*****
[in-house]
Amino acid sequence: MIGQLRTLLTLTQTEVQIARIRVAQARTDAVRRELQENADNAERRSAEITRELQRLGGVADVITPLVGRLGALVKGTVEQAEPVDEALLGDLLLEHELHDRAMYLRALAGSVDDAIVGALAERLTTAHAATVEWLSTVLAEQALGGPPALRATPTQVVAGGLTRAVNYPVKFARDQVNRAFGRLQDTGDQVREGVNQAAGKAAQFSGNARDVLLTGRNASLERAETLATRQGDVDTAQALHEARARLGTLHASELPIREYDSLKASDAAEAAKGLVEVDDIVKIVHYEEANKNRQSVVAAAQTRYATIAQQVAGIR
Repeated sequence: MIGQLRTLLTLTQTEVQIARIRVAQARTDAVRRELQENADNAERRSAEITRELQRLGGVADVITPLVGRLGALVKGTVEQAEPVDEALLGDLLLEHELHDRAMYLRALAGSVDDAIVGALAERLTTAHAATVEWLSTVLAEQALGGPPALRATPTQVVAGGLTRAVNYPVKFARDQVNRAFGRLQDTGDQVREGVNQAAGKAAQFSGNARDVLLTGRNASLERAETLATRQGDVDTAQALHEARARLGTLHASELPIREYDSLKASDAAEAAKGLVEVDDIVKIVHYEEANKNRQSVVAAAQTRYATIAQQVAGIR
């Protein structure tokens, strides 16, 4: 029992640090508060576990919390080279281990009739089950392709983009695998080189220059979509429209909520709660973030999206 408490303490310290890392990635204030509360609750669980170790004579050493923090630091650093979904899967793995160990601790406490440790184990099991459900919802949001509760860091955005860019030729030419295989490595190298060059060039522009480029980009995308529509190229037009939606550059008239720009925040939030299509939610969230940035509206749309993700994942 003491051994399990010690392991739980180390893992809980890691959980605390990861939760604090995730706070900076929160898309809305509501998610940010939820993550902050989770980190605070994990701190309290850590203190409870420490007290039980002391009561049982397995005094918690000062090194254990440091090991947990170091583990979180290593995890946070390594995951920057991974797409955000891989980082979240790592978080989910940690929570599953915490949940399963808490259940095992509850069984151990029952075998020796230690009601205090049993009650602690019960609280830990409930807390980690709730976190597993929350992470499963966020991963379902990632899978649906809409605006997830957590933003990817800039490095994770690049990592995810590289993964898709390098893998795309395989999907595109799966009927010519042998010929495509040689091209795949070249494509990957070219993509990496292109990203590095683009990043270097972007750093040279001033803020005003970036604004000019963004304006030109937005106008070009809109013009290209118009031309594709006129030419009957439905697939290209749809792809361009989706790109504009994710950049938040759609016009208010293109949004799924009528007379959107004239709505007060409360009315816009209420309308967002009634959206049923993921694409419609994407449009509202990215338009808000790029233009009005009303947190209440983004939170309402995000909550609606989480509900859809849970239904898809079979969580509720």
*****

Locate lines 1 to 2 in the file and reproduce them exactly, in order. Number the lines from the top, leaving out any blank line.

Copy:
[in-house]
Amino acid sequence: MIGQLRTLLTLTQTEVQIARIRVAQARTDAVRRELQENADNAERRSAEITRELQRLGGVADVITPLVGRLGALVKGTVEQAEPVDEALLGDLLLEHELHDRAMYLRALAGSVDDAIVGALAERLTTAHAATVEWLSTVLAEQALGGPPALRATPTQVVAGGLTRAVNYPVKFARDQVNRAFGRLQDTGDQVREGVNQAAGKAAQFSGNARDVLLTGRNASLERAETLATRQGDVDTAQALHEARARLGTLHASELPIREYDSLKASDAAEAAKGLVEVDDIVKIVHYEEANKNRQSVVAAAQTRYATIAQQVAGIR